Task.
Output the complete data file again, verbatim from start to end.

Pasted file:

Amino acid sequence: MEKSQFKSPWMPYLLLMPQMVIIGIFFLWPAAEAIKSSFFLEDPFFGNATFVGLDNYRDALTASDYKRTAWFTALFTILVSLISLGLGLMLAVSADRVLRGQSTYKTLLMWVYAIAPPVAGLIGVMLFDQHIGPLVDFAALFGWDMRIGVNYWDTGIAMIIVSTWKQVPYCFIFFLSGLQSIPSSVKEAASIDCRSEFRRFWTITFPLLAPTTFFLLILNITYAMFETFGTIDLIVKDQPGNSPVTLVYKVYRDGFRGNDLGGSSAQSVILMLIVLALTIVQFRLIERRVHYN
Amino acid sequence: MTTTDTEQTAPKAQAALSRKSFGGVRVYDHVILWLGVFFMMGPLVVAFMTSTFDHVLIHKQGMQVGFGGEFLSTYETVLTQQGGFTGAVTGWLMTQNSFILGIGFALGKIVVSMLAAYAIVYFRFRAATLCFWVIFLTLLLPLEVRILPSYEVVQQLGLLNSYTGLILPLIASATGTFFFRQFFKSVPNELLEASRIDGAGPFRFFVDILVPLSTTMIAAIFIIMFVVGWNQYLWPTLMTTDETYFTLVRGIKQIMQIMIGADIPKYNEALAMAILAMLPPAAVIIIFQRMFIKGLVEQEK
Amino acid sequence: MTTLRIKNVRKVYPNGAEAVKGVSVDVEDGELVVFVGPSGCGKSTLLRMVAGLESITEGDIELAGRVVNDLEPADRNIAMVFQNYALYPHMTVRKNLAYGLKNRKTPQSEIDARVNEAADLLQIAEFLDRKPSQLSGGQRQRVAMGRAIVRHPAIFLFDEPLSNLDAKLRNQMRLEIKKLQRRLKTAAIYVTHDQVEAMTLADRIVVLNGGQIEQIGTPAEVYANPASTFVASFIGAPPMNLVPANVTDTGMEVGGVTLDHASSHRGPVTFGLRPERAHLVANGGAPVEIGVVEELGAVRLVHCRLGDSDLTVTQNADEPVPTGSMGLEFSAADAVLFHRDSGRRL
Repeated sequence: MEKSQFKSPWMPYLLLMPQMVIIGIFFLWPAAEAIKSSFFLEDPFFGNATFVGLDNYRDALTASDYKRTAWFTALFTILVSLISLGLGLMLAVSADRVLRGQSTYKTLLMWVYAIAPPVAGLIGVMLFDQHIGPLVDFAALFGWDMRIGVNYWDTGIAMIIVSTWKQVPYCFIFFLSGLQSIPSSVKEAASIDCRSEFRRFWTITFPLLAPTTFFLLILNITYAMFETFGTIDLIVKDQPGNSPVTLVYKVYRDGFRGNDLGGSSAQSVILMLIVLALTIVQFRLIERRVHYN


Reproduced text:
Amino acid sequence: MEKSQFKSPWMPYLLLMPQMVIIGIFFLWPAAEAIKSSFFLEDPFFGNATFVGLDNYRDALTASDYKRTAWFTALFTILVSLISLGLGLMLAVSADRVLRGQSTYKTLLMWVYAIAPPVAGLIGVMLFDQHIGPLVDFAALFGWDMRIGVNYWDTGIAMIIVSTWKQVPYCFIFFLSGLQSIPSSVKEAASIDCRSEFRRFWTITFPLLAPTTFFLLILNITYAMFETFGTIDLIVKDQPGNSPVTLVYKVYRDGFRGNDLGGSSAQSVILMLIVLALTIVQFRLIERRVHYN
Amino acid sequence: MTTTDTEQTAPKAQAALSRKSFGGVRVYDHVILWLGVFFMMGPLVVAFMTSTFDHVLIHKQGMQVGFGGEFLSTYETVLTQQGGFTGAVTGWLMTQNSFILGIGFALGKIVVSMLAAYAIVYFRFRAATLCFWVIFLTLLLPLEVRILPSYEVVQQLGLLNSYTGLILPLIASATGTFFFRQFFKSVPNELLEASRIDGAGPFRFFVDILVPLSTTMIAAIFIIMFVVGWNQYLWPTLMTTDETYFTLVRGIKQIMQIMIGADIPKYNEALAMAILAMLPPAAVIIIFQRMFIKGLVEQEK
Amino acid sequence: MTTLRIKNVRKVYPNGAEAVKGVSVDVEDGELVVFVGPSGCGKSTLLRMVAGLESITEGDIELAGRVVNDLEPADRNIAMVFQNYALYPHMTVRKNLAYGLKNRKTPQSEIDARVNEAADLLQIAEFLDRKPSQLSGGQRQRVAMGRAIVRHPAIFLFDEPLSNLDAKLRNQMRLEIKKLQRRLKTAAIYVTHDQVEAMTLADRIVVLNGGQIEQIGTPAEVYANPASTFVASFIGAPPMNLVPANVTDTGMEVGGVTLDHASSHRGPVTFGLRPERAHLVANGGAPVEIGVVEELGAVRLVHCRLGDSDLTVTQNADEPVPTGSMGLEFSAADAVLFHRDSGRRL
Repeated sequence: MEKSQFKSPWMPYLLLMPQMVIIGIFFLWPAAEAIKSSFFLEDPFFGNATFVGLDNYRDALTASDYKRTAWFTALFTILVSLISLGLGLMLAVSADRVLRGQSTYKTLLMWVYAIAPPVAGLIGVMLFDQHIGPLVDFAALFGWDMRIGVNYWDTGIAMIIVSTWKQVPYCFIFFLSGLQSIPSSVKEAASIDCRSEFRRFWTITFPLLAPTTFFLLILNITYAMFETFGTIDLIVKDQPGNSPVTLVYKVYRDGFRGNDLGGSSAQSVILMLIVLALTIVQFRLIERRVHYN